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Illinois Laws on Witnessing a Will

Illinois has very specific rules for how wills must be prepared.  In Illinois, a will must be: (1) in writing; (2) signed by the person making out their will to distribute their estate after their death, called the “testator”; and (3) signed by two witnesses while in the presence (generally the same room) of the testator.  Illinois law is also very specific on who can sign as a witness to a will.

A witness must be “competent,” meaning they must be of sound mind at the time they are signing the will as a witness.  Each witness must also be who they say they are, to prevent fraud.  Finally, neither of the two witnesses signing the will should be financially interested in the will.  They should be not be a “beneficiary” or “executor”.

A “beneficiary” is someone who will receive property or money under the will.  If a beneficiary signs the will as one of the two required witnesses, he or she will lose either all or part of their gift under the will.  However, the beneficiary may still receive his or her gift if they are what is called a “supernumerary” witness.  A supernumerary witness is an extra witness–so if three people sign the will as witnesses, and one of them is a beneficiary but the other two are not, the beneficiary can still receive his or her gift under the will.  Nevertheless, there is no benefit whatsoever to having a beneficiary sign the will as a witness, and it could cause problems down the road, so it is best to simply never have a beneficiary sign the will as a witness.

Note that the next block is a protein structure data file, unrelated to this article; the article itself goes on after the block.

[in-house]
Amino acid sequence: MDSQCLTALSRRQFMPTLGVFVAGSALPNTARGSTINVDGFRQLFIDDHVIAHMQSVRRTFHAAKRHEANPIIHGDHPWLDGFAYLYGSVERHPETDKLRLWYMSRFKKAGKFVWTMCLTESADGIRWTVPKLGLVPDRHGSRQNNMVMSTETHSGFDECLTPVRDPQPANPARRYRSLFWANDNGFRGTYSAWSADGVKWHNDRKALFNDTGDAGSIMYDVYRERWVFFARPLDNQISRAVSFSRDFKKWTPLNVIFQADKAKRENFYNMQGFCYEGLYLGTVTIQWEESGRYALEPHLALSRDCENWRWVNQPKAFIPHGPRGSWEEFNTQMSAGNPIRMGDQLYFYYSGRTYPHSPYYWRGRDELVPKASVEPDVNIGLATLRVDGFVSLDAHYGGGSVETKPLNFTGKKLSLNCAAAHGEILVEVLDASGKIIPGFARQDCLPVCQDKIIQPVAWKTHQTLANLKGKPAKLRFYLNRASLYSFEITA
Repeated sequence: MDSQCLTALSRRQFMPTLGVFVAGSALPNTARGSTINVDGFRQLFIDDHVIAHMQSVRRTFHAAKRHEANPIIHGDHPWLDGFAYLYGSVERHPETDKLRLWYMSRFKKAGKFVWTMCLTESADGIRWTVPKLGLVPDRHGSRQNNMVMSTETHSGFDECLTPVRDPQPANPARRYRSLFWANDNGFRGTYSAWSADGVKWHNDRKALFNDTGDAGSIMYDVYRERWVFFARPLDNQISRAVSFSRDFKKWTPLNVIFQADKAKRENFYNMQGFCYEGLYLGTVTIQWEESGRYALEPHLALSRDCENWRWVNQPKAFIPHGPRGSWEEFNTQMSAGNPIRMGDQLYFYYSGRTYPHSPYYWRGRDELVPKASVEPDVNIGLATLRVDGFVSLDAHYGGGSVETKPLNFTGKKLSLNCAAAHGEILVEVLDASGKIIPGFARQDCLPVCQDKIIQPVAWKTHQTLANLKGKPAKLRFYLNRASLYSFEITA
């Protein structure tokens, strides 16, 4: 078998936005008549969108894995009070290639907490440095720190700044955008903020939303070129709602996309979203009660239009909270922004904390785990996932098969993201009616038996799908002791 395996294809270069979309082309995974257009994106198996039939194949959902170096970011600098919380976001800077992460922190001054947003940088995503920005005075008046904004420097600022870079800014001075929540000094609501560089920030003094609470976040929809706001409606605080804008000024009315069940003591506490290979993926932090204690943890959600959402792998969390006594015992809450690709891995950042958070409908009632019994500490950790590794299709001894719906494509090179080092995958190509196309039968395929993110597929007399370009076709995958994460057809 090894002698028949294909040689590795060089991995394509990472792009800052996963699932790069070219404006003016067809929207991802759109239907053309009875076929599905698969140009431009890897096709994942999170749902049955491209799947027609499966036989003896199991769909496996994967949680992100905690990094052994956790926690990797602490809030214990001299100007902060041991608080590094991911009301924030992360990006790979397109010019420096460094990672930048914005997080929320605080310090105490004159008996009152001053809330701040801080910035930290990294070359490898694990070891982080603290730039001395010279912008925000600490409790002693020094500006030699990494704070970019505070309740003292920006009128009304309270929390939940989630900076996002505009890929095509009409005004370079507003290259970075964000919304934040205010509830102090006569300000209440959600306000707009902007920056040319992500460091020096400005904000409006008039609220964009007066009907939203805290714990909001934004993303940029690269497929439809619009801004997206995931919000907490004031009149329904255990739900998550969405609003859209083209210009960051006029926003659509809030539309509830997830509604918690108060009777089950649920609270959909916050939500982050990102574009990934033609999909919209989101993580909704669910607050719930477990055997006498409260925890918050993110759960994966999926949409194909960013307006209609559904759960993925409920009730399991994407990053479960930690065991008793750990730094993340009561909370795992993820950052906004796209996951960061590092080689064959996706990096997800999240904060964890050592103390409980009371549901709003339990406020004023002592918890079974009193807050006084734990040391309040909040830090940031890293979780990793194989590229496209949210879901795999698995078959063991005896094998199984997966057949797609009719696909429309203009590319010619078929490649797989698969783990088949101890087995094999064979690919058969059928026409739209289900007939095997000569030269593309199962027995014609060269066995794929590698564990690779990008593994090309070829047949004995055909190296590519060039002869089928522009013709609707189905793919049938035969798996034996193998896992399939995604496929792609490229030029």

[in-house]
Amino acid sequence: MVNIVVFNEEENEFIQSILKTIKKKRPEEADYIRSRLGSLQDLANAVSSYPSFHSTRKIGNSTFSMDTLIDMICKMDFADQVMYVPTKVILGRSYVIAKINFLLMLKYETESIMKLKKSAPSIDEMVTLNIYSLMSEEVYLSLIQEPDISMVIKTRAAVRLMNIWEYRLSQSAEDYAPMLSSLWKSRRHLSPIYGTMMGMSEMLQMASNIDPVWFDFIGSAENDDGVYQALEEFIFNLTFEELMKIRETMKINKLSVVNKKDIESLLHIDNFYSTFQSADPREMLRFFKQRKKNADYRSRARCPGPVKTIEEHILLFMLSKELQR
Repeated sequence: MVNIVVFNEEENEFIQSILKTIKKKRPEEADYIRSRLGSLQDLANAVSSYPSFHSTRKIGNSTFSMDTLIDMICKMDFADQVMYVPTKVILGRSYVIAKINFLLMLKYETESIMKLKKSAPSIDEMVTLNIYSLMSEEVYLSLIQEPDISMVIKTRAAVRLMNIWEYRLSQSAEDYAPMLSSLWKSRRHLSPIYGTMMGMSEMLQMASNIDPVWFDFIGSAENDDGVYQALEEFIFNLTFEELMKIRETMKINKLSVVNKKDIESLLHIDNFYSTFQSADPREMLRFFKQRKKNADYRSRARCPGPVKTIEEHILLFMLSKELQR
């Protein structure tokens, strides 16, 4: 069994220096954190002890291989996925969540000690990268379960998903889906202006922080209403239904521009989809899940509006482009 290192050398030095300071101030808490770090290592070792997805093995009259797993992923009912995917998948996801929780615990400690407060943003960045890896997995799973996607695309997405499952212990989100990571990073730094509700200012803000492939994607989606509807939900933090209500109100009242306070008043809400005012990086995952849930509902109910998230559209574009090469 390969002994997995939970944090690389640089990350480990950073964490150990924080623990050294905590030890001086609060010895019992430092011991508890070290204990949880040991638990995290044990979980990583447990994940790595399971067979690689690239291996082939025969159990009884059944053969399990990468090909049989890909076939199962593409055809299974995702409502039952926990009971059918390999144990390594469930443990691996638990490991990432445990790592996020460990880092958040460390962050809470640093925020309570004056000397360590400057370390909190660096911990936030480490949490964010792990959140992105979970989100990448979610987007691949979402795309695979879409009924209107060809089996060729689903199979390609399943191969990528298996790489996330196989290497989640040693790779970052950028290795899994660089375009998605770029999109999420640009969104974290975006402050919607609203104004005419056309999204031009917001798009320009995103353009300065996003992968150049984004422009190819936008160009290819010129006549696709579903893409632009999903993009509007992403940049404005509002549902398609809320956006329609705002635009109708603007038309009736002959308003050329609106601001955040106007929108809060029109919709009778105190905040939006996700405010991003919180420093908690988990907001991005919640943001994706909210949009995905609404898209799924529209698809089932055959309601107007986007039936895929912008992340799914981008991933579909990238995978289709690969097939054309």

The “executor” is the person or company, such as a Bank or law firm, who carries out the collection and distribution of the deceased’s estate, and pays out any of the deceased’s outstanding debts.  Under Illinois law, the executor receives a fee for these services to the estate.  Unfortunately, if the executor is a person, he or she may not receive a fee for their services to the estate if they signed the will as a witness, unless they are a “supernumerary” witness.  As with a beneficiary, however, there is no benefit to having the executor who is a person sign the will as a witness, so it is best if they do not do so. If the executor is a company though, employees of the company may sign as witnesses with no penalties provided that they are not also beneficiaries under the will.  For example, if the Bank is named as your executor, and your daughter works at the Bank, she should not sign the will as a witness, but her co-workers can.

These rules regarding beneficiaries and executors do not apply to either your lawyer or your creditors.  Your lawyer will still receive legal fees for his or her services to your estate, and your creditors will still get paid any debts that you still owe them upon your death.

The best persons to sign as witnesses to your will are usually your lawyer’s employees.  Such persons are likely to be present when you sign your will, so you do not need to make any extra trips.  If your lawyer, accountant, or bank or trust company is going to be named as your executor, having their employees sign your will at witnesses does not break any of the witness rules.  Just be sure that neither of the two people you have sign your will as witnesses are also named as beneficiaries or individual executors under your will.

These seemingly simple rules for witnessing a will can become very complicated, particularly when friends or relatives offer to help you prepare your will.  Therefore, it is best to retain an independent lawyer who can guide you through the process.   A simple will can be as cheap as $500.00. If you are looking for a lawyer to assist you with preparing your will or other estate planning documents, please complete our contact us form or call us at (800) 517-1614 and one of our attorneys will point you in the direction.